Many of the other contributions at the conference gave much food for thought too. I found Luciano Floridi’s keynote particularly engaging. The flow of ideas that lead him to maintain that libraries have a “socio-political role in counterbalancing Power and its ability to control and influence people’s behaviour” were eye-opening. Indeed, libraries can and should offer the possibility to “free and effective questioning”. This is, I believe, true both for public and research libraries. And this makes me go back to Carla Hayden: librarians (and libraries!) are the original search engine, with a huge role to play in the information society.

Finally, I also attended the seminars on information literacy and engaging audiences, and two career development workshops on how to be a good communicator and the “insider’s guide to Professional Registration”. The first two I chose because they would give more insights about things I feel I don’t know enough about. The second two just because they were very useful!

As I said at the beginning, I felt the conference was inspiring, stimulating, enlightening and encouraging. But I also left Manchester with an underlying feeling of pride. I was proud to be a librarian, proud to be a cataloguer and proud to be a member of CILIP.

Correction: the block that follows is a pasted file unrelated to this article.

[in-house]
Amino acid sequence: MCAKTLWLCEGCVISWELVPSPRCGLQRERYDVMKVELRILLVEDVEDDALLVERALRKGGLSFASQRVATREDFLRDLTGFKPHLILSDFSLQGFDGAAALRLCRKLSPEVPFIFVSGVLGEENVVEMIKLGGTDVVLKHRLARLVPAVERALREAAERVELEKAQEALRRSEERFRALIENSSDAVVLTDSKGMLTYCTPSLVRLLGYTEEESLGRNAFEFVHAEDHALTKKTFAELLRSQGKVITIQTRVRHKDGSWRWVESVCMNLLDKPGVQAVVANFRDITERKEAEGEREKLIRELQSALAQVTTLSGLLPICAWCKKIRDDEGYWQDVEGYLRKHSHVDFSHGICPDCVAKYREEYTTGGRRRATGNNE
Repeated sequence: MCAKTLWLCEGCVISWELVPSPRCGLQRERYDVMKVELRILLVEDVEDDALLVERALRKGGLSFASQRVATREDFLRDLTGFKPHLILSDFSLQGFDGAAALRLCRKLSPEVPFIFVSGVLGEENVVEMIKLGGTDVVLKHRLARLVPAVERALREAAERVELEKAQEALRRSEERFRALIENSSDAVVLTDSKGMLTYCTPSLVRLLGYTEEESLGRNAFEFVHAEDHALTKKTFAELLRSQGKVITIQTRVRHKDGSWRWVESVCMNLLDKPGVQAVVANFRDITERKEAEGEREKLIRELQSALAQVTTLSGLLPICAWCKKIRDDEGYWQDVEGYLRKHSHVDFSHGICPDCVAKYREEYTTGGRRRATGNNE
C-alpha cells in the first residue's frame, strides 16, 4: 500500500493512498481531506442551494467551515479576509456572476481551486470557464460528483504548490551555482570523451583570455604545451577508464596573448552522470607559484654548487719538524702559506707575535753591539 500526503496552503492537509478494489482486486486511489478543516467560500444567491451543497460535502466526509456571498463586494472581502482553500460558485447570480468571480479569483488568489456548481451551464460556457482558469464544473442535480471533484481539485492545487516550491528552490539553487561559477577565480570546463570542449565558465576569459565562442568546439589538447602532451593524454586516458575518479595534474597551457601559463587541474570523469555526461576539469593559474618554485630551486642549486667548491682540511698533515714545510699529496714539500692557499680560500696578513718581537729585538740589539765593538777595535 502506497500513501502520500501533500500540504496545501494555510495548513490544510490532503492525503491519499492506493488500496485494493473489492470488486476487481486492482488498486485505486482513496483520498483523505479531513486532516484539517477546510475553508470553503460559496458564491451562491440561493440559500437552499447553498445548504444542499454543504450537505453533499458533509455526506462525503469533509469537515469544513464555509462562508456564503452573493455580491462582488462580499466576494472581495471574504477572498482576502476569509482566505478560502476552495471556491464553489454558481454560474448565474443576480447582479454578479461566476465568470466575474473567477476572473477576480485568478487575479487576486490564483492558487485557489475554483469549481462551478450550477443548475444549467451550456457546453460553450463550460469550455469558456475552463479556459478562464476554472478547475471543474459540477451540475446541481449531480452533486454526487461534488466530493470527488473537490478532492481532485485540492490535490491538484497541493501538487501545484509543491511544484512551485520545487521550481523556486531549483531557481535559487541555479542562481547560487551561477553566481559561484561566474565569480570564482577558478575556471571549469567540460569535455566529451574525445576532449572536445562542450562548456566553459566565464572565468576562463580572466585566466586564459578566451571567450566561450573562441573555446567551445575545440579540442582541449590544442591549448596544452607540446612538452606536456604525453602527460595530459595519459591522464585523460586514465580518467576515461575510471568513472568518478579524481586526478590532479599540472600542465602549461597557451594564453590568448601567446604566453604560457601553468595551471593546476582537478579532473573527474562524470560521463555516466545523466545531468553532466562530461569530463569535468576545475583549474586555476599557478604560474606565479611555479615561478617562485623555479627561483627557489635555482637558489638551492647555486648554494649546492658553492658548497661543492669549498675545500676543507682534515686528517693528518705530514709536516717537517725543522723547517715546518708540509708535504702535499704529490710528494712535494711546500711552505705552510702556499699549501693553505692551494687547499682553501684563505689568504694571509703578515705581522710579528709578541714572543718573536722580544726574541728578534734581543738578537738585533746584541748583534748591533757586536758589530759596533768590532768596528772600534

Clara Panozzo

Special Collections Cataloguer

(in secondment) – Rare Books

Cambridge University Library

Catalogue and Index – Call for Papers

For our September issue we would like to see papers on Classification.

CIG recently ran a successful event called “Thinking about classification” and we would like to take another look at classification in September’s issue of C&I. Do you have something to say about classification? Have you inherited an in-house classification scheme that you love/hate? Have you had to reclassify a library or collection, or are thinking of embarking on a reclassification project in the future? What do you wish you had learnt about classification when you studied LIS or what professional training in classification would you like to be available? Have you been to an interesting classification event recently or encountered a good classification book? Have you designed your own classification scheme? Do you use multiple classification schemes in your library and want to share your experiences of these? Have you got some interesting experiences of making your classification more localised or more standardised?  How do you think your library users utilise your classification? Do you have any thoughts about unethical classification and problematic terminology or structures?

We welcome papers on these or any other aspect of classification for this issue.  Papers can be up to 2,000 words and should be submitted by the end of August.

Please contact the editors with your proposal.

For more information please see our guidance for contributors:

https://www.cilip.org.uk/cataloguing-indexing-group/catalogue-index/guidance-contributors

Karen Pierce

PierceKF@Cardiff.ac.uk

Deborah Lee

Deborah.Lee@courtauld.ac.uk